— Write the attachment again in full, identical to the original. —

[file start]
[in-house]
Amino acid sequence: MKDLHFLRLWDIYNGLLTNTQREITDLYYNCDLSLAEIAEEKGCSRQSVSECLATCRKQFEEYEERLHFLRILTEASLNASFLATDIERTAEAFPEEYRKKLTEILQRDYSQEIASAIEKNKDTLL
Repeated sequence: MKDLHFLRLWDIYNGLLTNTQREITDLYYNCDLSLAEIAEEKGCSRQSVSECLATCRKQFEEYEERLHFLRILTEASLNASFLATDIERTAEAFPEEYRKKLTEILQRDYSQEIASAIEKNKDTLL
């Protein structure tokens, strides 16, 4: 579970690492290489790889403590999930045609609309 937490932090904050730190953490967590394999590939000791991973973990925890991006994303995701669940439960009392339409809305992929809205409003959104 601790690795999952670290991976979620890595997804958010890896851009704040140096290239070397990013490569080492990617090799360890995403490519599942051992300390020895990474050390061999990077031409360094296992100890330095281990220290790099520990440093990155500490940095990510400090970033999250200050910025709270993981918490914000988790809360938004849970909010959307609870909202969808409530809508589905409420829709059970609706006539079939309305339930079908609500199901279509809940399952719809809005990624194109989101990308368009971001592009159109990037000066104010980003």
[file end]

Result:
[in-house]
Amino acid sequence: MKDLHFLRLWDIYNGLLTNTQREITDLYYNCDLSLAEIAEEKGCSRQSVSECLATCRKQFEEYEERLHFLRILTEASLNASFLATDIERTAEAFPEEYRKKLTEILQRDYSQEIASAIEKNKDTLL
Repeated sequence: MKDLHFLRLWDIYNGLLTNTQREITDLYYNCDLSLAEIAEEKGCSRQSVSECLATCRKQFEEYEERLHFLRILTEASLNASFLATDIERTAEAFPEEYRKKLTEILQRDYSQEIASAIEKNKDTLL
């Protein structure tokens, strides 16, 4: 579970690492290489790889403590999930045609609309 937490932090904050730190953490967590394999590939000791991973973990925890991006994303995701669940439960009392339409809305992929809205409003959104 601790690795999952670290991976979620890595997804958010890896851009704040140096290239070397990013490569080492990617090799360890995403490519599942051992300390020895990474050390061999990077031409360094296992100890330095281990220290790099520990440093990155500490940095990510400090970033999250200050910025709270993981918490914000988790809360938004849970909010959307609870909202969808409530809508589905409420829709059970609706006539079939309305339930079908609500199901279509809940399952719809809005990624194109989101990308368009971001592009159109990037000066104010980003």